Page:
If you are wondering why Jesus had to die, know that the Bible teaches us that all people are sinful and deserving of condemnation. There is nothing that we can offer to make up for our sin. We cannot buy forgiveness or do religious rituals or do enough good deeds. But God has done something for us. He gave his Son, Jesus Christ, to pay the debt for us by going to the cross and dying as a sacrifice for us. If we repent of (turn away from) our sin and trust in what Christ has done for us (and not trust in our own merits), God promises to forgive us and give us new life. Would you do that as you think about why Jesus had to die?

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The Authority of Jesus Challenged

The Pharisees Question Jesus

The Pharisees Question Jesus – Public Domain

Reading the Word

Matthew 21:23–27 (ESV)

23 And when he entered the temple, the chief priests and the elders of the people came up to him as he was teaching, and said, “By what authority are you doing these things, and who gave you this authority?” 24 Jesus answered them, “I also will ask you one question, and if you tell me the answer, then I also will tell you by what authority I do these things. 25 The baptism of John, from where did it come? From heaven or from man?” And they discussed it among themselves, saying, “If we say, ‘From heaven,’ he will say to us, ‘Why then did you not believe him?’ 26 But if we say, ‘From man,’ we are afraid of the crowd, for they all hold that John was a prophet.” 27 So they answered Jesus, “We do not know.” And he said to them, “Neither will I tell you by what authority I do these things.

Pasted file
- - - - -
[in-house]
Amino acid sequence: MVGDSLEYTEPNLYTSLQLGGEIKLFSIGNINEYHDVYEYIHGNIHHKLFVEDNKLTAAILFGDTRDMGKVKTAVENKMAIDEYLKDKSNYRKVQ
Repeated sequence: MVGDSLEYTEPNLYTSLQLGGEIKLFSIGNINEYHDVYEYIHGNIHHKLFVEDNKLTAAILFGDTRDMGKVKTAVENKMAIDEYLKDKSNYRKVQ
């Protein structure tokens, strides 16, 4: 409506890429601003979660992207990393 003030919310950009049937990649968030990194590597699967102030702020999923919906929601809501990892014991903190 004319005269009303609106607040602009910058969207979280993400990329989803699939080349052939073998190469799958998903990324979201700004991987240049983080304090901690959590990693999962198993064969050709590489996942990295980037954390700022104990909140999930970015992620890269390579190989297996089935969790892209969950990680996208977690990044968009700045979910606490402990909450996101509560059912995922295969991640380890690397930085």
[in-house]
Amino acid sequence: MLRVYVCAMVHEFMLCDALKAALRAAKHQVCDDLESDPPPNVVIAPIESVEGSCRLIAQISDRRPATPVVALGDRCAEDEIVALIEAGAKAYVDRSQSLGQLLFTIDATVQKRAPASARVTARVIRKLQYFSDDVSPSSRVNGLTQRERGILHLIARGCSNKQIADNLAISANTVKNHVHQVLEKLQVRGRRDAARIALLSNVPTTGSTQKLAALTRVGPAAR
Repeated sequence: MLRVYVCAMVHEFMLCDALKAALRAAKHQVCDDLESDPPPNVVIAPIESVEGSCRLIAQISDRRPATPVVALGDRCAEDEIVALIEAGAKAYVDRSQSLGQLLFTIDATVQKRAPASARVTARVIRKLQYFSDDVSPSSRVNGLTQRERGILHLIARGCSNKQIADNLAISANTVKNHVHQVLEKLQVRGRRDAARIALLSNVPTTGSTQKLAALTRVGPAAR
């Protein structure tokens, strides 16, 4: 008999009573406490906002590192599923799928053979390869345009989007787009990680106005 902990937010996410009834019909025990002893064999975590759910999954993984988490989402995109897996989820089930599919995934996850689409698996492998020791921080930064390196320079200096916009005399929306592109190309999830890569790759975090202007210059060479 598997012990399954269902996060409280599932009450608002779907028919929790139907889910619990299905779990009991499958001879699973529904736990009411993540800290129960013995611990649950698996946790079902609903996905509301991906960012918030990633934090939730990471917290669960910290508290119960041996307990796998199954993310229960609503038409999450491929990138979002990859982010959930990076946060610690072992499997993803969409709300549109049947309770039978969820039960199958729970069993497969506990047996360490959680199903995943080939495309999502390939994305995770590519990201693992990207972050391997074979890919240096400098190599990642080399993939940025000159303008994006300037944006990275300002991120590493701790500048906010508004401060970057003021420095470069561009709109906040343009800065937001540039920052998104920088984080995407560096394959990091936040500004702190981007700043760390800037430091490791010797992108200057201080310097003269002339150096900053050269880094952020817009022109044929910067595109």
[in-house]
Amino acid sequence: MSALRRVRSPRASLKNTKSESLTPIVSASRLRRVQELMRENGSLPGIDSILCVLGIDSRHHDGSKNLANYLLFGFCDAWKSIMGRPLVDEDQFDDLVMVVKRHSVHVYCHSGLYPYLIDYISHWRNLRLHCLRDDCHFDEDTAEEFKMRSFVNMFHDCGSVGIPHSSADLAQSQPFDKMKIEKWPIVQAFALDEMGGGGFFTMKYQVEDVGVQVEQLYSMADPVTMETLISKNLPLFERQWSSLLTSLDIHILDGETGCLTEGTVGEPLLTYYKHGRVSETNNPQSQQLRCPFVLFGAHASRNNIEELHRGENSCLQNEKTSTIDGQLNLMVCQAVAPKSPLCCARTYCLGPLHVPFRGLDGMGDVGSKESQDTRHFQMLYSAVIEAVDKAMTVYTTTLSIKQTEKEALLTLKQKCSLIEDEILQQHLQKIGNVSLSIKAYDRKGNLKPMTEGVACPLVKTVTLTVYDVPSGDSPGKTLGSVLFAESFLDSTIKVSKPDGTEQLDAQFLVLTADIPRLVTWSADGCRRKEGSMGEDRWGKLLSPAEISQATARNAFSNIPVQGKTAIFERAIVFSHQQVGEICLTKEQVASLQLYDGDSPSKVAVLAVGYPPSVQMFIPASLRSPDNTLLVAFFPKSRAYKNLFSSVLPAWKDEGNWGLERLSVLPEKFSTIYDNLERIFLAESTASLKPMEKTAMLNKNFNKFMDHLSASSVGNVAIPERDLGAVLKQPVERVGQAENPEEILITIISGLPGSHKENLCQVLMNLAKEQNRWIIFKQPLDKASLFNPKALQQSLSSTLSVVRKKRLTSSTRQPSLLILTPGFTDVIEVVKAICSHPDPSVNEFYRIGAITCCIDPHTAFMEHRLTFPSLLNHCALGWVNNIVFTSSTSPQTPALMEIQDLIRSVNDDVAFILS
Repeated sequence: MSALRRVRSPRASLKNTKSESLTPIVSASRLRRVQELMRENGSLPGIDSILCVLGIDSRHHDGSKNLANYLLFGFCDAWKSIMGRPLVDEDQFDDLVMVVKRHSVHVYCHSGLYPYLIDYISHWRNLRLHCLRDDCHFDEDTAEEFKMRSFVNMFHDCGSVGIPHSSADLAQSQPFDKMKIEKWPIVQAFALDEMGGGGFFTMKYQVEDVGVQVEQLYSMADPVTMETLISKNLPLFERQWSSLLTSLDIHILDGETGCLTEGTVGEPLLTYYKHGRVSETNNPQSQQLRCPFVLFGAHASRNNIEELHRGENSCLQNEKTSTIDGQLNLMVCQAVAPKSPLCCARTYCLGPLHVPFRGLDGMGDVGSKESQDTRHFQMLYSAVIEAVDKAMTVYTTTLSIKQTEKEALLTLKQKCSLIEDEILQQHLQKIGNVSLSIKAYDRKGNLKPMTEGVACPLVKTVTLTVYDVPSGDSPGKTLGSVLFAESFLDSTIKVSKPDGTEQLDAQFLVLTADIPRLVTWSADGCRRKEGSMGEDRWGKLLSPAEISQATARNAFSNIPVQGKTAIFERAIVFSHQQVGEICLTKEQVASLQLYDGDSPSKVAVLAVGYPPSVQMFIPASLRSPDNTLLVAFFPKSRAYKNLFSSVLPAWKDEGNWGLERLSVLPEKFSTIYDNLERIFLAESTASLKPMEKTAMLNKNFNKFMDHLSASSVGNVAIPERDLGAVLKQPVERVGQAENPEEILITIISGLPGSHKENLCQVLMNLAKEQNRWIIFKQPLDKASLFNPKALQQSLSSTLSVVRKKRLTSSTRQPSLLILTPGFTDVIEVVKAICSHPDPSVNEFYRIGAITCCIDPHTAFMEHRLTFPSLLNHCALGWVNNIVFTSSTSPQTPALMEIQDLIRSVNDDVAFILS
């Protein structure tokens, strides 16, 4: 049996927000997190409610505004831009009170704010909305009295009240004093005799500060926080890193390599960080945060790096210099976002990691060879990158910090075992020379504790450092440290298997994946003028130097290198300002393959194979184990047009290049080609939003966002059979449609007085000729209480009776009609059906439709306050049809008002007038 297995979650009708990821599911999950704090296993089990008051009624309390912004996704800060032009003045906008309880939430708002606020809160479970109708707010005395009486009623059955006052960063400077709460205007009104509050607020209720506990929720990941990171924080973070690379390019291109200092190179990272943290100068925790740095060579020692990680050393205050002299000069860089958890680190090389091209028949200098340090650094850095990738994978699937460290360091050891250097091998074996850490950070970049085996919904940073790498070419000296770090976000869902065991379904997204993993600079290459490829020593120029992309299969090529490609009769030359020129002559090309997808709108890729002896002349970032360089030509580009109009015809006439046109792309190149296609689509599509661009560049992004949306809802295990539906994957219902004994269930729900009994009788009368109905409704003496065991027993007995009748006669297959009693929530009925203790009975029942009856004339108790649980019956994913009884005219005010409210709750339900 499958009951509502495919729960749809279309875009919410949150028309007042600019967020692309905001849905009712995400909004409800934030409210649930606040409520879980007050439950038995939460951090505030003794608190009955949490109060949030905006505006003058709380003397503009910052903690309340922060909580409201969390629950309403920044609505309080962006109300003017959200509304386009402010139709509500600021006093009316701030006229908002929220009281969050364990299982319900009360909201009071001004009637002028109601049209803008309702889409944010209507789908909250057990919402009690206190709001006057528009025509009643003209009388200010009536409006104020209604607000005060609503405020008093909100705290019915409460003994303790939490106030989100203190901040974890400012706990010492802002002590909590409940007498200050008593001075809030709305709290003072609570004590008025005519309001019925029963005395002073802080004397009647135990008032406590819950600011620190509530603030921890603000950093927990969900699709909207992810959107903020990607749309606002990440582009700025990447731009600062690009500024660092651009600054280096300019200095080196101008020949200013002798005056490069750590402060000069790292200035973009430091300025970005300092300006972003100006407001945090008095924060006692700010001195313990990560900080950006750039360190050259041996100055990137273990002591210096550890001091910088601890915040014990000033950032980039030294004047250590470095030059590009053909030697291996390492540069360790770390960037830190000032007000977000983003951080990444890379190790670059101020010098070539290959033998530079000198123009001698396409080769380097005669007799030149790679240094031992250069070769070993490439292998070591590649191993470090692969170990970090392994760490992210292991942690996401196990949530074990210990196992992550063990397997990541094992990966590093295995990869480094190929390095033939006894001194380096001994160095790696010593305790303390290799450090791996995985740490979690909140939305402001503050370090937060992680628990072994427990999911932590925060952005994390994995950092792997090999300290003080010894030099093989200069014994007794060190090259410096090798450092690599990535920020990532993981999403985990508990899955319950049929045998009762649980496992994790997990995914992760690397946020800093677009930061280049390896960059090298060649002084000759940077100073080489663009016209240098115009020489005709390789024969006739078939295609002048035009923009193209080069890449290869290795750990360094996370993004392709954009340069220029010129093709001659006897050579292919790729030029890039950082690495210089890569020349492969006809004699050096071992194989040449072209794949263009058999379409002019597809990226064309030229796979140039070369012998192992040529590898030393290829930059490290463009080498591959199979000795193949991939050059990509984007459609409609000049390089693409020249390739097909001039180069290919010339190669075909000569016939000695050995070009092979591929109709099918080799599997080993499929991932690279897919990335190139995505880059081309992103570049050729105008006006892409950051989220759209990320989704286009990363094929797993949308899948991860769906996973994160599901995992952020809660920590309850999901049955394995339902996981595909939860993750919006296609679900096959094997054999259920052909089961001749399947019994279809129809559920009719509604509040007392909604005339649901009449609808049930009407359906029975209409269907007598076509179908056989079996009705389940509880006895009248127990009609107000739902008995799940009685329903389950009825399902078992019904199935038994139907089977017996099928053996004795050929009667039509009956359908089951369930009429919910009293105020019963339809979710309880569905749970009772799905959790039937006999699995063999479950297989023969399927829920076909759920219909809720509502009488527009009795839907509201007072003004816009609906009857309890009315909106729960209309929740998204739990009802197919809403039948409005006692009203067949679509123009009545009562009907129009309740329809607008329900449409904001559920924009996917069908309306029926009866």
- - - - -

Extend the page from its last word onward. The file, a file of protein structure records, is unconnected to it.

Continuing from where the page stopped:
Understanding and Applying the Word

When Jesus entered the temple, he was confronted by the religious leaders. They wanted to know on what authority he was acting. In effect, they were saying, “Who gave you the right to do what you are doing?” After all, Jesus was in the temple, and this was the domain where the religious leaders held authority. They sure had not given him the permission!

In response, Jesus trapped the leaders. The crowds were there and they were listening, so Jesus asked about the authority of John the Baptist’s ministry. The religious leaders did not approve of John either, but the people held him as a prophet sent from God. The religious leaders knew if they denied John’s ministry the crowds would turn on them. They also knew that if they admitted John was sent by God they would be admitting that they had resisted God’s prophet. So they answered, “We do not know.” In reply, Jesus told the leaders that since they were not going to answer his questions, he would not answer theirs.

Jesus’ ministry was stamped with the authority of the Father. At his baptism, the Father spoke from heaven and said, “This is my Son. Listen to him.” Jesus performed many miracles to show that his words were backed by the authority of God. And Jesus continually pointed the people to the word of God to show that all he said was true. But that was not sufficient for many because his authority pushed against their own. This is really the root of mankind’s problem. We desire to be our own authority and do not want to submit to God. Adam and Eve disobeyed in the garden of Eden because they thought that doing so would make them “like God, knowing good and evil” and not having to follow God’s commands. People today do not like that God says that many of the things we do are wrong and are sinful and that we need to repent and call out for forgiveness. “Who are you to judge me?” is the cry.

Jesus came in full authority preaching the message of repentance and forgiveness. Who will submit to him?